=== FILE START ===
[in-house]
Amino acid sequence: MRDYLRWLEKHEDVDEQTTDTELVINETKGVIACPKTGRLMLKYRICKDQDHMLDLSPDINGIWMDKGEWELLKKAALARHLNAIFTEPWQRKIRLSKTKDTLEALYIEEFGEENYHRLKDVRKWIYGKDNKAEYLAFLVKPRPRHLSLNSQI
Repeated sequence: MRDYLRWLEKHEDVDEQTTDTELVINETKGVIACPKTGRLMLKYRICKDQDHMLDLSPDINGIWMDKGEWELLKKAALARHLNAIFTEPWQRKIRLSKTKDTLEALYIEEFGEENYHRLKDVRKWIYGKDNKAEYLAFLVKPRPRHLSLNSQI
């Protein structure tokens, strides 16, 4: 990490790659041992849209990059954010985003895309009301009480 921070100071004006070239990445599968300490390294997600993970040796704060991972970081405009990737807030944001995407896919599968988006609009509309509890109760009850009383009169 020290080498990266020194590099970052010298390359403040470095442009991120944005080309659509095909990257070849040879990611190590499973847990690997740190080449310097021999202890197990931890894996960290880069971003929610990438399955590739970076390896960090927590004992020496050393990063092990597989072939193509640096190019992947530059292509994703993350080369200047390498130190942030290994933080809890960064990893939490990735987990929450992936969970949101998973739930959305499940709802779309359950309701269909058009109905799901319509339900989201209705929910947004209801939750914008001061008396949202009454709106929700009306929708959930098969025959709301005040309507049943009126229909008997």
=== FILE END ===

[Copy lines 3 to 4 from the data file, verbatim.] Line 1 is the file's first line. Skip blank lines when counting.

Repeated sequence: MRDYLRWLEKHEDVDEQTTDTELVINETKGVIACPKTGRLMLKYRICKDQDHMLDLSPDINGIWMDKGEWELLKKAALARHLNAIFTEPWQRKIRLSKTKDTLEALYIEEFGEENYHRLKDVRKWIYGKDNKAEYLAFLVKPRPRHLSLNSQI
């Protein structure tokens, strides 16, 4: 990490790659041992849209990059954010985003895309009301009480 921070100071004006070239990445599968300490390294997600993970040796704060991972970081405009990737807030944001995407896919599968988006609009509309509890109760009850009383009169 020290080498990266020194590099970052010298390359403040470095442009991120944005080309659509095909990257070849040879990611190590499973847990690997740190080449310097021999202890197990931890894996960290880069971003929610990438399955590739970076390896960090927590004992020496050393990063092990597989072939193509640096190019992947530059292509994703993350080369200047390498130190942030290994933080809890960064990893939490990735987990929450992936969970949101998973739930959305499940709802779309359950309701269909058009109905799901319509339900989201209705929910947004209801939750914008001061008396949202009454709106929700009306929708959930098969025959709301005040309507049943009126229909008997």